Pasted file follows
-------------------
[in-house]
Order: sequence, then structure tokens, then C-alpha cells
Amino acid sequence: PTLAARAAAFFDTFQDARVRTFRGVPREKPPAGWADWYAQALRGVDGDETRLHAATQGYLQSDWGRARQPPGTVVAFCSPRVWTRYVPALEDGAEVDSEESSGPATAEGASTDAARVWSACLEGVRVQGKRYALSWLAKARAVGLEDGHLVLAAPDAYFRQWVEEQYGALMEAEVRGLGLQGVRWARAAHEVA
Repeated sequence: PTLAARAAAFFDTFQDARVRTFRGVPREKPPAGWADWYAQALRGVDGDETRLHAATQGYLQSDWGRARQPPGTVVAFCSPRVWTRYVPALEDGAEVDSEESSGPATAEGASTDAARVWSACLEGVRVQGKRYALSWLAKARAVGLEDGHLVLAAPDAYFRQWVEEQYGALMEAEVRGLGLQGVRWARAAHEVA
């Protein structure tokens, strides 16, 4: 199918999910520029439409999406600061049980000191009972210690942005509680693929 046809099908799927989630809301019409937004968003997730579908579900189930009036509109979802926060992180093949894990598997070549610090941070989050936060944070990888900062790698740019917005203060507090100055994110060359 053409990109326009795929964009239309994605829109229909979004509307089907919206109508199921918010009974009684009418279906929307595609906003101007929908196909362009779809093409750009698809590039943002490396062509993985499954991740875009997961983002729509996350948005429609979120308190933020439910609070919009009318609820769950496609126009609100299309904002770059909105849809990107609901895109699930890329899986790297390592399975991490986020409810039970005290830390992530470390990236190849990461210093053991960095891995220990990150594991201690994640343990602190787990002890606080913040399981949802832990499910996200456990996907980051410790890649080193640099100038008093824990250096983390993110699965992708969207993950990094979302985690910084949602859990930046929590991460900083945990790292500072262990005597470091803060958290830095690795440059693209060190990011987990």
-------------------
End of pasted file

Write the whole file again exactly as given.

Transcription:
[in-house]
Order: sequence, then structure tokens, then C-alpha cells
Amino acid sequence: PTLAARAAAFFDTFQDARVRTFRGVPREKPPAGWADWYAQALRGVDGDETRLHAATQGYLQSDWGRARQPPGTVVAFCSPRVWTRYVPALEDGAEVDSEESSGPATAEGASTDAARVWSACLEGVRVQGKRYALSWLAKARAVGLEDGHLVLAAPDAYFRQWVEEQYGALMEAEVRGLGLQGVRWARAAHEVA
Repeated sequence: PTLAARAAAFFDTFQDARVRTFRGVPREKPPAGWADWYAQALRGVDGDETRLHAATQGYLQSDWGRARQPPGTVVAFCSPRVWTRYVPALEDGAEVDSEESSGPATAEGASTDAARVWSACLEGVRVQGKRYALSWLAKARAVGLEDGHLVLAAPDAYFRQWVEEQYGALMEAEVRGLGLQGVRWARAAHEVA
């Protein structure tokens, strides 16, 4: 199918999910520029439409999406600061049980000191009972210690942005509680693929 046809099908799927989630809301019409937004968003997730579908579900189930009036509109979802926060992180093949894990598997070549610090941070989050936060944070990888900062790698740019917005203060507090100055994110060359 053409990109326009795929964009239309994605829109229909979004509307089907919206109508199921918010009974009684009418279906929307595609906003101007929908196909362009779809093409750009698809590039943002490396062509993985499954991740875009997961983002729509996350948005429609979120308190933020439910609070919009009318609820769950496609126009609100299309904002770059909105849809990107609901895109699930890329899986790297390592399975991490986020409810039970005290830390992530470390990236190849990461210093053991960095891995220990990150594991201690994640343990602190787990002890606080913040399981949802832990499910996200456990996907980051410790890649080193640099100038008093824990250096983390993110699965992708969207993950990094979302985690910084949602859990930046929590991460900083945990790292500072262990005597470091803060958290830095690795440059693209060190990011987990």